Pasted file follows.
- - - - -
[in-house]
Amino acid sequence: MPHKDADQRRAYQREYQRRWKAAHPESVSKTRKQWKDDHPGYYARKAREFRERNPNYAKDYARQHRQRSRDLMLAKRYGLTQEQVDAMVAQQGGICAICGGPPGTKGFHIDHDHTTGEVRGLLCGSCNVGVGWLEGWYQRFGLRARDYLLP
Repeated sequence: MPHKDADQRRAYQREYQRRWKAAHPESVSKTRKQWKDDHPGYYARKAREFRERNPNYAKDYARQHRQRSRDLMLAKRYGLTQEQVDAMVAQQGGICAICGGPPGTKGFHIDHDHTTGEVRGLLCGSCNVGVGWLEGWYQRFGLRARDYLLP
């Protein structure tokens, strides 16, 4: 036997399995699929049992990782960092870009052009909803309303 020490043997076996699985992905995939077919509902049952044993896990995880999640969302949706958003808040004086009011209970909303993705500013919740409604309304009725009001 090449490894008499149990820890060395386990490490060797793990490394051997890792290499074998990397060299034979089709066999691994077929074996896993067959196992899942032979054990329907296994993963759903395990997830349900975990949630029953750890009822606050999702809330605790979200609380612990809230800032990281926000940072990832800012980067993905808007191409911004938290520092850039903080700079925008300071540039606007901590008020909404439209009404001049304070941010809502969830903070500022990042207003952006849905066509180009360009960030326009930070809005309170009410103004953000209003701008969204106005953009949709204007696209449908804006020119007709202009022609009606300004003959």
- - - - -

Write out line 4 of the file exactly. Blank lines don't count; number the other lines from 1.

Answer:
């Protein structure tokens, strides 16, 4: 036997399995699929049992990782960092870009052009909803309303 020490043997076996699985992905995939077919509902049952044993896990995880999640969302949706958003808040004086009011209970909303993705500013919740409604309304009725009001 090449490894008499149990820890060395386990490490060797793990490394051997890792290499074998990397060299034979089709066999691994077929074996896993067959196992899942032979054990329907296994993963759903395990997830349900975990949630029953750890009822606050999702809330605790979200609380612990809230800032990281926000940072990832800012980067993905808007191409911004938290520092850039903080700079925008300071540039606007901590008020909404439209009404001049304070941010809502969830903070500022990042207003952006849905066509180009360009960030326009930070809005309170009410103004953000209003701008969204106005953009949709204007696209449908804006020119007709202009022609009606300004003959």